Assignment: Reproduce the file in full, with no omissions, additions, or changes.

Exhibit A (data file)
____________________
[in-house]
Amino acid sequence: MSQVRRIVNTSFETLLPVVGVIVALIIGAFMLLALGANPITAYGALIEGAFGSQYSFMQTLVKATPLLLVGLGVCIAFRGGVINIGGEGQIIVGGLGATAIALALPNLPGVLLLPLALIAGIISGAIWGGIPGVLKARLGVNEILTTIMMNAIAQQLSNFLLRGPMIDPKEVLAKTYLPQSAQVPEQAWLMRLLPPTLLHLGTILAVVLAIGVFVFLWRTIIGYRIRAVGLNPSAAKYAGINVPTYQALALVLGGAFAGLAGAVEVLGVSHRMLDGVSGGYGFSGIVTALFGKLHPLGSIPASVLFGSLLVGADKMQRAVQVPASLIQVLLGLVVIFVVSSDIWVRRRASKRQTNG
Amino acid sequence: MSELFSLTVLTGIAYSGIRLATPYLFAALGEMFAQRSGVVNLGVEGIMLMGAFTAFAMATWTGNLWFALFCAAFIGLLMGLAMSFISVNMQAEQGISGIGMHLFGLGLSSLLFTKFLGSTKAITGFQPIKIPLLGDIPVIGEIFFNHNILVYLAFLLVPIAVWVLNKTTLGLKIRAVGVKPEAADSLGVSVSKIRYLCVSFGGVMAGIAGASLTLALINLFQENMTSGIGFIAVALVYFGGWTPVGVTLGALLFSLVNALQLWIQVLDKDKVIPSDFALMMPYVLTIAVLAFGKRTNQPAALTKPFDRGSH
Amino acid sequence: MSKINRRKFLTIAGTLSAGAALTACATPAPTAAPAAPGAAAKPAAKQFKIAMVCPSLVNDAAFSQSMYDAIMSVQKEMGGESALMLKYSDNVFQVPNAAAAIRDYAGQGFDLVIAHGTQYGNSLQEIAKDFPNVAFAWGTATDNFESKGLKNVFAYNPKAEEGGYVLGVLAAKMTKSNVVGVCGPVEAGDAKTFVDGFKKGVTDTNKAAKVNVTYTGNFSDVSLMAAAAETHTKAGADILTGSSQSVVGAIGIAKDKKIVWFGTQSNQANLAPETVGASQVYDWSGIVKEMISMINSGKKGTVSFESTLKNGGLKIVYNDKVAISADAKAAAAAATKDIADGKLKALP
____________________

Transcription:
[in-house]
Amino acid sequence: MSQVRRIVNTSFETLLPVVGVIVALIIGAFMLLALGANPITAYGALIEGAFGSQYSFMQTLVKATPLLLVGLGVCIAFRGGVINIGGEGQIIVGGLGATAIALALPNLPGVLLLPLALIAGIISGAIWGGIPGVLKARLGVNEILTTIMMNAIAQQLSNFLLRGPMIDPKEVLAKTYLPQSAQVPEQAWLMRLLPPTLLHLGTILAVVLAIGVFVFLWRTIIGYRIRAVGLNPSAAKYAGINVPTYQALALVLGGAFAGLAGAVEVLGVSHRMLDGVSGGYGFSGIVTALFGKLHPLGSIPASVLFGSLLVGADKMQRAVQVPASLIQVLLGLVVIFVVSSDIWVRRRASKRQTNG
Amino acid sequence: MSELFSLTVLTGIAYSGIRLATPYLFAALGEMFAQRSGVVNLGVEGIMLMGAFTAFAMATWTGNLWFALFCAAFIGLLMGLAMSFISVNMQAEQGISGIGMHLFGLGLSSLLFTKFLGSTKAITGFQPIKIPLLGDIPVIGEIFFNHNILVYLAFLLVPIAVWVLNKTTLGLKIRAVGVKPEAADSLGVSVSKIRYLCVSFGGVMAGIAGASLTLALINLFQENMTSGIGFIAVALVYFGGWTPVGVTLGALLFSLVNALQLWIQVLDKDKVIPSDFALMMPYVLTIAVLAFGKRTNQPAALTKPFDRGSH
Amino acid sequence: MSKINRRKFLTIAGTLSAGAALTACATPAPTAAPAAPGAAAKPAAKQFKIAMVCPSLVNDAAFSQSMYDAIMSVQKEMGGESALMLKYSDNVFQVPNAAAAIRDYAGQGFDLVIAHGTQYGNSLQEIAKDFPNVAFAWGTATDNFESKGLKNVFAYNPKAEEGGYVLGVLAAKMTKSNVVGVCGPVEAGDAKTFVDGFKKGVTDTNKAAKVNVTYTGNFSDVSLMAAAAETHTKAGADILTGSSQSVVGAIGIAKDKKIVWFGTQSNQANLAPETVGASQVYDWSGIVKEMISMINSGKKGTVSFESTLKNGGLKIVYNDKVAISADAKAAAAAATKDIADGKLKALP